The Cumbrian Challenge

There are several clubs from Lancashire and Yorkshire in the Super League but none from Cumbria.

You won’t find any teams in the Championship either after Workington Town and Whitehaven were both recently relegated in recent weeks. Next season could see all three Cumbrian clubs in League 1 if Barrow fail in their promotion bid.

With these sides struggling financially and also failing to entice more fans through the gate, the sport in the north-west is in a worrying state.

Love Rugby League poke to several players and coaches with Cumbria links to see what could be done to help the game there.

Hull KR hooker Shaun Lunt, who was born in Cockermouth and spent two years at Workington, believes insufficient funding has been the principal reason for the downfall of Rugby League in Cumbria.

“I am sure Workington and Whitehaven would benefit from extra financial help because they could then develop a strong youth set up,” Lunt said.

“It is about building strong foundations. Promoting the game in schools is also a massive thing.

“The lack of money being pumped into clubs in Cumbria is partly due to the fact it is forgotten about in the Rugby League world.”

Current Scotland head coach Steve McCormack, whose list of former employers include Barrow and Whitehaven, agrees with Lunt about the need to establish a solid base.

“The links with the community game is crucial,” McCormack said.

“Getting the community to buy into the clubs is vital. It is all about creating a culture from the kit man to the chairman.

“If you can get that right I think you have the building blocks for success.”

McCormack also believes a Cumbrian team in the Super League would be a very viable prospect. A Super League side, formed from a merger of two of the current Cumbrian clubs, has been mooted before but never progressed.

Some believe the rivalry between Workington and Whitehaven is too strong for a merger to be succesful.

“I think there are a huge number of people who will always turn up to watch. Rugby League is the main sport in the area.

Scotland has been based up in west Cumbria and we had a packed house at Derwent Park only a couple of years ago.”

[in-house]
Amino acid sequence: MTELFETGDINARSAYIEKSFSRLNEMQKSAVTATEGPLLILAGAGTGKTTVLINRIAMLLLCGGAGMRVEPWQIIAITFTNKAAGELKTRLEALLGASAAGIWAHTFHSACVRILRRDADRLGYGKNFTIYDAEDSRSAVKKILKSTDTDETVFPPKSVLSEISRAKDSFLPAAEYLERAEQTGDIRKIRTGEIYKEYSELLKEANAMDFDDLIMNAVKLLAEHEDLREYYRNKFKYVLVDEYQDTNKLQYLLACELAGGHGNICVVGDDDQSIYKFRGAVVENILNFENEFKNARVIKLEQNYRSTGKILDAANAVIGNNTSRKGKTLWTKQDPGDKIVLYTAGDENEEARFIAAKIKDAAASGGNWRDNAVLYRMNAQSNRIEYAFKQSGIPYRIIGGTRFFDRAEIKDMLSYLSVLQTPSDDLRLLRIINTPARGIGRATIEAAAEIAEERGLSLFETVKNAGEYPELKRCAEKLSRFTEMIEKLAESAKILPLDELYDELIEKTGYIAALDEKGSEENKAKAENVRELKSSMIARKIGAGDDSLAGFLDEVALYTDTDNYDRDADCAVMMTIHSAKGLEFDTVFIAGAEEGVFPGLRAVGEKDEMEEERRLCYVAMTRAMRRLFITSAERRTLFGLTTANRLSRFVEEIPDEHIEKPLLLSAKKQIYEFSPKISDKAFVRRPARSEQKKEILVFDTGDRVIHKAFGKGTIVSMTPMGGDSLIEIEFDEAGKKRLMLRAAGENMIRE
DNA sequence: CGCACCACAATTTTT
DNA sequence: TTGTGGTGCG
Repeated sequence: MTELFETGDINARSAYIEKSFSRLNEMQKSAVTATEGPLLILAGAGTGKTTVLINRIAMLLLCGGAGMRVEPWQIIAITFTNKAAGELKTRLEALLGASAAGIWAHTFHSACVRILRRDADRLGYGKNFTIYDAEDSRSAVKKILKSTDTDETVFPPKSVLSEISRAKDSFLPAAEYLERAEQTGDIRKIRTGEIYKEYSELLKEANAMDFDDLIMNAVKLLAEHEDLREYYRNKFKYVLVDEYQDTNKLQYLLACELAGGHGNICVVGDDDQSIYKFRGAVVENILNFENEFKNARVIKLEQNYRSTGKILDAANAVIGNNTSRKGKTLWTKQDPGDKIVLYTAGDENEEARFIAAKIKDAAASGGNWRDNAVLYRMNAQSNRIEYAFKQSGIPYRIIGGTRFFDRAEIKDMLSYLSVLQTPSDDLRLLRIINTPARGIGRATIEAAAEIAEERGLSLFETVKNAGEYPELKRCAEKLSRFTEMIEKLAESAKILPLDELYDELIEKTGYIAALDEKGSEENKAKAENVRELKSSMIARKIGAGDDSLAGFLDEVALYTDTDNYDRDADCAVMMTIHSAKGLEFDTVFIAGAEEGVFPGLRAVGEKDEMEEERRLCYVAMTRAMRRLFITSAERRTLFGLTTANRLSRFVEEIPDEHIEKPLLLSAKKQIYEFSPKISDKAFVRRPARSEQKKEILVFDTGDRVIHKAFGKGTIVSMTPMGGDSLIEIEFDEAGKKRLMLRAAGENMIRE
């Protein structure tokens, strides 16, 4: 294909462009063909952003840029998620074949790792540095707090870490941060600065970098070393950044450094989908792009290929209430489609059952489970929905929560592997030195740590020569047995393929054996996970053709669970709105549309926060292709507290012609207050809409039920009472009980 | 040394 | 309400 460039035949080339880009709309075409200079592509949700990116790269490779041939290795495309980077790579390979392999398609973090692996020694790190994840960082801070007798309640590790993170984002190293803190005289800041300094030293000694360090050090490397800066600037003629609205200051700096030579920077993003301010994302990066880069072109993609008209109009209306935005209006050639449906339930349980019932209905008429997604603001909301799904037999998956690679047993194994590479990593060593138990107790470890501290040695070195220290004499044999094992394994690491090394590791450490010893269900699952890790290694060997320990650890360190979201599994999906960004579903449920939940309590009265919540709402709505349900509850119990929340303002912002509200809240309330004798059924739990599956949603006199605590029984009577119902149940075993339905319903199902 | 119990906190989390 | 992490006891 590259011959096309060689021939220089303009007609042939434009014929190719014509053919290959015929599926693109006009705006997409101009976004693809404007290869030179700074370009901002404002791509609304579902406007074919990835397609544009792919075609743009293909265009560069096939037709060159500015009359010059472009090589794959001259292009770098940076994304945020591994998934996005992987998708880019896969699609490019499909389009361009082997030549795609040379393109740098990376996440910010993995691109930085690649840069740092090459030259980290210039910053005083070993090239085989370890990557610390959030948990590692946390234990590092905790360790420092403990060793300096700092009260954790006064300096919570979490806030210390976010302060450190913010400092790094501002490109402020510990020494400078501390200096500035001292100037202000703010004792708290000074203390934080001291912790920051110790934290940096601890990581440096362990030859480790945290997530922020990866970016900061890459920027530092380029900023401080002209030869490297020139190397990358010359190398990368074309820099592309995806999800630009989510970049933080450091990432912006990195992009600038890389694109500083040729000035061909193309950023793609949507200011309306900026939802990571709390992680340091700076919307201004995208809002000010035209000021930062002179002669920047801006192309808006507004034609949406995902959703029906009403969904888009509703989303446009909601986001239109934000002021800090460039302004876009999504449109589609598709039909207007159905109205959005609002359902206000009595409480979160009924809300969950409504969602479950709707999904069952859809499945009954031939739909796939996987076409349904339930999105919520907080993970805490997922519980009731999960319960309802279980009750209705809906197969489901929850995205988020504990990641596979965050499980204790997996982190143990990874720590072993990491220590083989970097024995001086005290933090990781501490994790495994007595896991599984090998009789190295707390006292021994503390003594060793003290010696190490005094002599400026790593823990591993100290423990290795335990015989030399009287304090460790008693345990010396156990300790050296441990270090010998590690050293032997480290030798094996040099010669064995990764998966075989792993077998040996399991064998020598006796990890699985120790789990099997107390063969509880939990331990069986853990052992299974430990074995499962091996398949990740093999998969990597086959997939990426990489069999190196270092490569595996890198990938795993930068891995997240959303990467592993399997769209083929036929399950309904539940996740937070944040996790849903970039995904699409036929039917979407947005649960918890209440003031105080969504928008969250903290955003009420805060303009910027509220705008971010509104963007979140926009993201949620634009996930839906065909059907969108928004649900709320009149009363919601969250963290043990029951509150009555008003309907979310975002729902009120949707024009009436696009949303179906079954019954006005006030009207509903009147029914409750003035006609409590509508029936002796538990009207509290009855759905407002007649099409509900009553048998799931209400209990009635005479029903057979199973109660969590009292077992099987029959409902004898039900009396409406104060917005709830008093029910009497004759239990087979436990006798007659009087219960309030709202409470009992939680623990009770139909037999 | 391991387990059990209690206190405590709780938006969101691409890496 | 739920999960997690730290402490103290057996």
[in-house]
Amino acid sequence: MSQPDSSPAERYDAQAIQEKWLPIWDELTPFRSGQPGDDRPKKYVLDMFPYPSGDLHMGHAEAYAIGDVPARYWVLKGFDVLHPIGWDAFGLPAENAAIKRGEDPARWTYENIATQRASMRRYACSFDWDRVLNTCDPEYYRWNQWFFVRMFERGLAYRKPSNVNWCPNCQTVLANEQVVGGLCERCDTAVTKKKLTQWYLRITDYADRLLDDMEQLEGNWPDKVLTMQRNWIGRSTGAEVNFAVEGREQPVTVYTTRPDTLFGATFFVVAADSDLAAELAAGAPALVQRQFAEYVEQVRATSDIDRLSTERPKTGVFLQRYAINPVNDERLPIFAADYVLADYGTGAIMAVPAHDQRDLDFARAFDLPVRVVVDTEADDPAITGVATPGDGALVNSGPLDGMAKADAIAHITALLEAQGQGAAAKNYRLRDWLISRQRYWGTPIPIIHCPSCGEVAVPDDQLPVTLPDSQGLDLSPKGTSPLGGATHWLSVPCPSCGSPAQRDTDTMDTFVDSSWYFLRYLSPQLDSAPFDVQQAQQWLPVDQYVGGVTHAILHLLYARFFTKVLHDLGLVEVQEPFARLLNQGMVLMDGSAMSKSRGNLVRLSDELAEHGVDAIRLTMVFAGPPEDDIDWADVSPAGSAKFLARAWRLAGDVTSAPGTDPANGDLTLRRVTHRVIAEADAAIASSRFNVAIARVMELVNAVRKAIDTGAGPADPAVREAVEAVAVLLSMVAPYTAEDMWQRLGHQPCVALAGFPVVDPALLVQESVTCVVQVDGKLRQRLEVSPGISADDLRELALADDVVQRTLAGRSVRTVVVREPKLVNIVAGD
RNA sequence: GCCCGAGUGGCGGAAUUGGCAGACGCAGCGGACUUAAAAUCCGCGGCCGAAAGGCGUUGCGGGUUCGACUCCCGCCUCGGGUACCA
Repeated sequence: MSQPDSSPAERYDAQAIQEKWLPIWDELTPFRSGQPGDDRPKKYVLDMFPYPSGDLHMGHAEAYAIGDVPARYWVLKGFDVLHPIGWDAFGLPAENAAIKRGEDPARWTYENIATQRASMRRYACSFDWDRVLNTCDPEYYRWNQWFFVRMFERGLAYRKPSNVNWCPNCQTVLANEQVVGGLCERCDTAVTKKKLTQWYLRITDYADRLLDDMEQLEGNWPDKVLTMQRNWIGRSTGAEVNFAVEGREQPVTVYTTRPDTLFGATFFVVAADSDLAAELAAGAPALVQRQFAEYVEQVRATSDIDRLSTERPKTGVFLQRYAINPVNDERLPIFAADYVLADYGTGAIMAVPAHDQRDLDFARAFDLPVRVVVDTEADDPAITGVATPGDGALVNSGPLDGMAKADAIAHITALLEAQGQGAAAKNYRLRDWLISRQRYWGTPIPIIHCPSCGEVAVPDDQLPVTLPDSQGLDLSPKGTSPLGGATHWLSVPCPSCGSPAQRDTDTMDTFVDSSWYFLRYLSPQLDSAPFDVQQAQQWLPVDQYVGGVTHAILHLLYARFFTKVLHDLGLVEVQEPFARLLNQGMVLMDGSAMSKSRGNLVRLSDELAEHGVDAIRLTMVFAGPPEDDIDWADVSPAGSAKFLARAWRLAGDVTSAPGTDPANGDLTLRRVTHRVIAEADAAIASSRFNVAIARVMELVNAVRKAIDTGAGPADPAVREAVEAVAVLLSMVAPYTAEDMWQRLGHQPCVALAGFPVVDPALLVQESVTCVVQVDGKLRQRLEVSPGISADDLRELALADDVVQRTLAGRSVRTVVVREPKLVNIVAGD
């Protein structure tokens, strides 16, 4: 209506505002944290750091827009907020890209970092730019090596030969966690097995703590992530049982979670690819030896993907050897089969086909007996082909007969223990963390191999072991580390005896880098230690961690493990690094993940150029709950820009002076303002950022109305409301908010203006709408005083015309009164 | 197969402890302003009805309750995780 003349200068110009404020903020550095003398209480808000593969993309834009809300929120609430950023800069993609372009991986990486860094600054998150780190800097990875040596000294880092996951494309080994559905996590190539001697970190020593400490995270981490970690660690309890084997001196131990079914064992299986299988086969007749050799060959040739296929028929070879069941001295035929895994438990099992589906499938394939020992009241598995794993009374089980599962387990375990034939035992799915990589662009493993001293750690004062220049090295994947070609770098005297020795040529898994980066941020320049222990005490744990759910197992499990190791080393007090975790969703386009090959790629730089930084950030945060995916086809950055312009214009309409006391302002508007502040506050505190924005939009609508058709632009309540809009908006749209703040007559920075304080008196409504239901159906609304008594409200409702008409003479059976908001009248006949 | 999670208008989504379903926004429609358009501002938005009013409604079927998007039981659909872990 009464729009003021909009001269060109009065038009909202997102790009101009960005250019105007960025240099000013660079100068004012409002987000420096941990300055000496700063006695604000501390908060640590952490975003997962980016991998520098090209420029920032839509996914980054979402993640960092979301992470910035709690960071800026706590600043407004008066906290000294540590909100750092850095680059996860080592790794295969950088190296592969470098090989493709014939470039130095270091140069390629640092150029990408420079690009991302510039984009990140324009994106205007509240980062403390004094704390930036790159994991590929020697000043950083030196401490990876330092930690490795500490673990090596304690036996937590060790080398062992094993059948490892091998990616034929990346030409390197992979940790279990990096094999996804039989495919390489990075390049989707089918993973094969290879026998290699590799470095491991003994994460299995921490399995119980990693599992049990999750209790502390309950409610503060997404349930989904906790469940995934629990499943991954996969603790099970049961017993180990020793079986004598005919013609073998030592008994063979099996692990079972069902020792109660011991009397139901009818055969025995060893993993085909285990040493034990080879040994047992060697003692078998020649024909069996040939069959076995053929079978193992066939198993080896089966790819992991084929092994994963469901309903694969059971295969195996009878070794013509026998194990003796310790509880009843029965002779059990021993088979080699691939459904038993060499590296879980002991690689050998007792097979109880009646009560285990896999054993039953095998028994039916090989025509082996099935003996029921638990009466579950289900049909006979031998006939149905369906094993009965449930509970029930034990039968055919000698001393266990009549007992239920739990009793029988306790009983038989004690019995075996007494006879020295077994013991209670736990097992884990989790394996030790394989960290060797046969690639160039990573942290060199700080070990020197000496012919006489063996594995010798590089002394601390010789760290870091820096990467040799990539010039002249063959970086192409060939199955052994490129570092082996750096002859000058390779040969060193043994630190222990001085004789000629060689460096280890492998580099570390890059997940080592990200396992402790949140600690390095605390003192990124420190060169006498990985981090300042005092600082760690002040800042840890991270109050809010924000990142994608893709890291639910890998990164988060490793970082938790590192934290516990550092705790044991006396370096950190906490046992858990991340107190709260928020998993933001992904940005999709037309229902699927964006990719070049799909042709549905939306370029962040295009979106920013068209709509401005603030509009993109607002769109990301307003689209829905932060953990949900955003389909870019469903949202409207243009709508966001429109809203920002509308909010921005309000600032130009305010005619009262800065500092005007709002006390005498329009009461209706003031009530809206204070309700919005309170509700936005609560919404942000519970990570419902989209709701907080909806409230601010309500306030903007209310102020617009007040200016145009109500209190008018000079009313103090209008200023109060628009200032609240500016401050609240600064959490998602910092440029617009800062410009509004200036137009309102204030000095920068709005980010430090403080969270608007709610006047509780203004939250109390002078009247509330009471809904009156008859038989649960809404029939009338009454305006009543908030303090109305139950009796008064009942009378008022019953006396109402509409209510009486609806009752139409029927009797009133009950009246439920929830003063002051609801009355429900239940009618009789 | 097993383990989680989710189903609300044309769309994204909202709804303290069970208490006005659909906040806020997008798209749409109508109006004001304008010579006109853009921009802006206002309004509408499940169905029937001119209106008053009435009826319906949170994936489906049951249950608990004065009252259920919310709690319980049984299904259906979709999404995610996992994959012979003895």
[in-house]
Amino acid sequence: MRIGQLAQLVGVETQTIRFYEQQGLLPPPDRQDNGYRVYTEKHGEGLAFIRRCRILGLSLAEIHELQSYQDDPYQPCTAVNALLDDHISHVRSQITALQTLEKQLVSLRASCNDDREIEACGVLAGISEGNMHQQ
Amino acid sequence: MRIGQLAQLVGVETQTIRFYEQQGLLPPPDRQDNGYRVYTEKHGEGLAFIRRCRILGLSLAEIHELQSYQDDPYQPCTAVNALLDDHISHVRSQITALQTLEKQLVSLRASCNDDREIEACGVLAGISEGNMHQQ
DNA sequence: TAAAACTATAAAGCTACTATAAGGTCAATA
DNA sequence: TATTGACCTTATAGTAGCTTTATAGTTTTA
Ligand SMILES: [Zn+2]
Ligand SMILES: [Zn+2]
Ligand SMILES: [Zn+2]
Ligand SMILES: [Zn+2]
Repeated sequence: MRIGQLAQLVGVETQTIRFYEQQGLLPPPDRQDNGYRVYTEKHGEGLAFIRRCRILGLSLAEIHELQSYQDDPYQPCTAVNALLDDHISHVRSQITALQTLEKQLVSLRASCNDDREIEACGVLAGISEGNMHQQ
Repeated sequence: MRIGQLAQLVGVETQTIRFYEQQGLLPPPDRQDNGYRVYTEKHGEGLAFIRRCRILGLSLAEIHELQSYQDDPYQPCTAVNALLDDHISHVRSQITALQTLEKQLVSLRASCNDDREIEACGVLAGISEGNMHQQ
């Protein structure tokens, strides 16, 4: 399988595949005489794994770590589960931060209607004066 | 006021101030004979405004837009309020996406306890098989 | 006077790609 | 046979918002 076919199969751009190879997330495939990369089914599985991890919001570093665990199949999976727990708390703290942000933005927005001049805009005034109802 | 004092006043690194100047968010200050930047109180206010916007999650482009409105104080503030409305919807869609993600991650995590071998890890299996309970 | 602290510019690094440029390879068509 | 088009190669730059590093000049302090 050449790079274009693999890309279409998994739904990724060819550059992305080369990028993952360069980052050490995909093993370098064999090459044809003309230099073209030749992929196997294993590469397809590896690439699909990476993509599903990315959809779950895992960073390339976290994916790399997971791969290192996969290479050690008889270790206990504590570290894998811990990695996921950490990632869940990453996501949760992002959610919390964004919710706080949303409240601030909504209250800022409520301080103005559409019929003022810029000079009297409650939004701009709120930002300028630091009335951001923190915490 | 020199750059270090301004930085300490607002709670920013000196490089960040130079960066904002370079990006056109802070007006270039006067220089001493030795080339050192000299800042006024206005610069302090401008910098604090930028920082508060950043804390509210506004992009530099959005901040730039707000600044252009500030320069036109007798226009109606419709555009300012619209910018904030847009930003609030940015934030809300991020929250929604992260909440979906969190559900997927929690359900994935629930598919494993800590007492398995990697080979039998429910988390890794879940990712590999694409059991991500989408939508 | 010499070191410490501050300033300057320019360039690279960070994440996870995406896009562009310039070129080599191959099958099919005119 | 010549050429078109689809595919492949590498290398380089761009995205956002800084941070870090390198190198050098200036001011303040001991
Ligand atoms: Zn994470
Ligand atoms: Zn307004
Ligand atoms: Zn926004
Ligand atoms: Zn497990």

Carl Forster, who is one of four senior players currently in charge at Whitehaven, admits the amount of funding a club receives plays a key part in their success.

“Every club that has had money issues tends not to do as well on the field,” said Forster.

“There certainly isn’t a lack of talent being produced. It is just hard for clubs like ourselves and Workington when the Super League clubs come calling and sign them up before they get a chance to play in the first team.”

Forster also thinks a Cumbrian team in Super League wouldn’t look out of place one bit.

“I think it could definitely work. They are mad for Rugby League in Cumbria.

“Some towns would love to have the enthusiasm for the sport that they have up here.”

Whilst it may have been a disappointing season for Whitehaven and Workington, Barrow could seal promotion from Championship 1 and Raiders head coach Paul Crarey admits it would be huge for the town if they go up.

“It would be great to progress as a club,” Crarey said.

“We are under no illusions it would be a test in itself to survive in the league but it is one that excites us.

“It would bring better players and bigger crowds. After being in the doldrums for the last few years Barrow is a rugby town that wants to progress.”

Cumbria is a hotbed of the game and continues to produce quality players – from James Donaldson to Greg McNally, Kyle Amor, Ben Harrison and more. But most have to head south to further their careers in the professional game.

Crarey, who has coached Cumbria in the past, believes a lot of work needs to be done to promote the junior set-up.

“The likes of Barrow and other Cumbrian sides are really isolated so it is massively important that we breed our own teams.

“I think Workington and Whitehaven should have their own academies who play each other.

“From that a reserve team needs to be developed. It is clear dual registration isn’t working. We have refused to buy into that system because it is so ineffective.”

When asked about the possibility of a Super League team from Cumbria, Crarey admitted there would be a lot of obstacles to overcome.

“I think you would need a massive financial backer and new players from out of the area.

“Do professional players want to live in a vast, rural area like Cumbria?

“Do they want to travel? For most lads it would be an hour-and-a-half’s drive up here and then the same back which could be quite unappealing for a lot of players.”



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